70628Compared to crape myrtle, sycamore (London plane) and many other more popular trees, the beech, Fagus sylvatica, is much less problematic, and really deserves more respect. Although it can eventually get almost as big as sycamore, it has remarkably complaisant roots. It is neatly deciduous, defoliating only in autumn, without noticeable floral mess. Disease and pests are rare.

Beech is probably unpopular with landscapers because new trees are a bit more demanding than other tree specie are. (Landscapers prefer easier trees.) Until they disperse their roots, they are more likely to desiccate if they do not get watered regularly enough, and more likely to rot if watered too much. They grow somewhat slowly, so need to be pruned more carefully for a high canopy.

Those of us who tend our own gardens do not mind the extra effort for such a distinctive tree. The handsome foliage can be rich green, coppery bronze, darkly purplish or variegated with white or pink that fades to white. A cultivar with sunny yellow new foliage fades to green by summer. Most beeches have spreading branch structure, but some are strictly vertical or sculpturally pendulous.

11 thoughts on “Beech

  1. Beeches are among my favorite trees, especially in the spring when the sun makes the new leaves glow. I’m working on a design right now for a garden that has the most magnificent 80 year old Purple Beech. The trunk is 4 feet in diameter. I’m using silvery leaved shade plants to compliment the trunk.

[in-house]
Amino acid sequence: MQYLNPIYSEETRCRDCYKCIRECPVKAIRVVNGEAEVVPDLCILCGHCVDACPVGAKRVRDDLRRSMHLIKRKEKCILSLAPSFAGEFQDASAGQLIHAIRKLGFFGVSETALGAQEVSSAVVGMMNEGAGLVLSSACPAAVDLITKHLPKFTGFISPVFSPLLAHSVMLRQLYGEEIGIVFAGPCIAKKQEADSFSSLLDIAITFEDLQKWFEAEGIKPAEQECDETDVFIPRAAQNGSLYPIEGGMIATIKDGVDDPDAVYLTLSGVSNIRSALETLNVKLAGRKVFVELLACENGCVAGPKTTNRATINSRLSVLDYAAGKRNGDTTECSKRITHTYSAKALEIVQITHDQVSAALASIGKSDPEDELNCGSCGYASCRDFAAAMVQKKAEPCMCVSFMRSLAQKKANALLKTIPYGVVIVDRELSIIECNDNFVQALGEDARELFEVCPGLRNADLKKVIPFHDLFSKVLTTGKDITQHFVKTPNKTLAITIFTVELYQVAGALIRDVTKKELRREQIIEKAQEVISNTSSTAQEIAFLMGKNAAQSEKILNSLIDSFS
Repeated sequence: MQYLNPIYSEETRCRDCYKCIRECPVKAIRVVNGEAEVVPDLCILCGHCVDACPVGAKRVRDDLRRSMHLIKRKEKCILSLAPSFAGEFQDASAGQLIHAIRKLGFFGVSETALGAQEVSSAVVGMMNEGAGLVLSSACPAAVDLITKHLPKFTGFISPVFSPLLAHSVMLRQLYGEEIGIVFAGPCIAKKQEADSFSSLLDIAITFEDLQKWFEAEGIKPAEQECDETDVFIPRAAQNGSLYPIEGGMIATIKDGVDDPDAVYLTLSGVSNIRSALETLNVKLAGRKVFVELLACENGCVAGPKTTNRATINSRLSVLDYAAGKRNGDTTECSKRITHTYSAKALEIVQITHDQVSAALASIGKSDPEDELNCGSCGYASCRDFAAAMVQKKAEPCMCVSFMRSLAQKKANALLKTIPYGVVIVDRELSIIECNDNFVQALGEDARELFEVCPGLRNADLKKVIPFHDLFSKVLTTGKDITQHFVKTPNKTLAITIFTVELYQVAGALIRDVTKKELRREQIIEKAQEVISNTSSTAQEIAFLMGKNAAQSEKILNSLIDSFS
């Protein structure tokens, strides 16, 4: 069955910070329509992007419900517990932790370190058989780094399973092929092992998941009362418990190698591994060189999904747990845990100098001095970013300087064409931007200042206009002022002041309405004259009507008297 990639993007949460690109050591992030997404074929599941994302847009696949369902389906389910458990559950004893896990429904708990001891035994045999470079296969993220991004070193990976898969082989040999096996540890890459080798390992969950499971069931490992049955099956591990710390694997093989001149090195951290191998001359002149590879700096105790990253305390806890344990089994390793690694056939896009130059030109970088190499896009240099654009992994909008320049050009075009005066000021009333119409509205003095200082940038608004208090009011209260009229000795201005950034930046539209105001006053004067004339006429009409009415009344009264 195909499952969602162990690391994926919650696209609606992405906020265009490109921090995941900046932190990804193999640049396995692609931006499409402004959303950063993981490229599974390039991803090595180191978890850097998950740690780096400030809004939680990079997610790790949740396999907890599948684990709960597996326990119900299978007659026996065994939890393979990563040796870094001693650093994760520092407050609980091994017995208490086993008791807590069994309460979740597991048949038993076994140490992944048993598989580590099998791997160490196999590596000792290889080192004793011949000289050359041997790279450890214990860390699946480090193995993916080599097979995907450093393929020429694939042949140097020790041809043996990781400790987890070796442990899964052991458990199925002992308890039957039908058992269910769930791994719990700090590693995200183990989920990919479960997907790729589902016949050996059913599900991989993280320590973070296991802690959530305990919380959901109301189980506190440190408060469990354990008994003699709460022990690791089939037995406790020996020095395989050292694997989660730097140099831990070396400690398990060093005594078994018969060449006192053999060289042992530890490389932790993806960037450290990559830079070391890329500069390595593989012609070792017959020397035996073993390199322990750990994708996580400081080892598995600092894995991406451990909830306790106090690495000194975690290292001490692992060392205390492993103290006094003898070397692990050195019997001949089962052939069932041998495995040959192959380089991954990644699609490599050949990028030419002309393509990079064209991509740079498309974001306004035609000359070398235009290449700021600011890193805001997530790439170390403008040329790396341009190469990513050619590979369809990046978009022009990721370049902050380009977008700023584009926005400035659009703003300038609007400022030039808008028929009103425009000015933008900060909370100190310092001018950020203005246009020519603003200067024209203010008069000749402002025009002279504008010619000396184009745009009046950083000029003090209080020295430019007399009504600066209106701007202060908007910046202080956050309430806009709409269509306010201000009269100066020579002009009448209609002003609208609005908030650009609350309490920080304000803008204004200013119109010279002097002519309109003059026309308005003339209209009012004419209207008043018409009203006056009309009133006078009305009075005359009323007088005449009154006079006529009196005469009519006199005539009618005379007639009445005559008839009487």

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    1. They really are exquisite. Sadly, the only one I work with are the really weird cultivars that do not grow into trees. They are those tall and narrow sorts that look like Italian cypress, or those pendulous sorts that look like weeping cherries. They never amount to anything, and gardeners end up shearing them anyway. When people move, the new people get them removed and replaced with something else.


    1. They are probably more common in the cooler parts of Australia than they are here. They are more common in eastern North American and Canada, but are not part of the scene in California. We grew a few for a while, but there was very little demand for them.

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  2. I agree, I love this tree. New leaves are exquisite, translucent, moist and velvety. I have a deep purple one in my hedge but I wish I had the space to let it escape and grow.

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    1. They are so rare here, but the few old specimens have proven to be remarkably complaisant to urban landscapes. They do not displaces concrete pavement like the much more common sycamores that were planted as street trees. Yet, they remain uncommon.

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  3. Reblogged this on Tony Tomeo and commented:

    Due to an inability to locate some of my old articles from nine years ago, I will recycle articles such as this, which already posted to this blog four years ago, through June and at least part of July.


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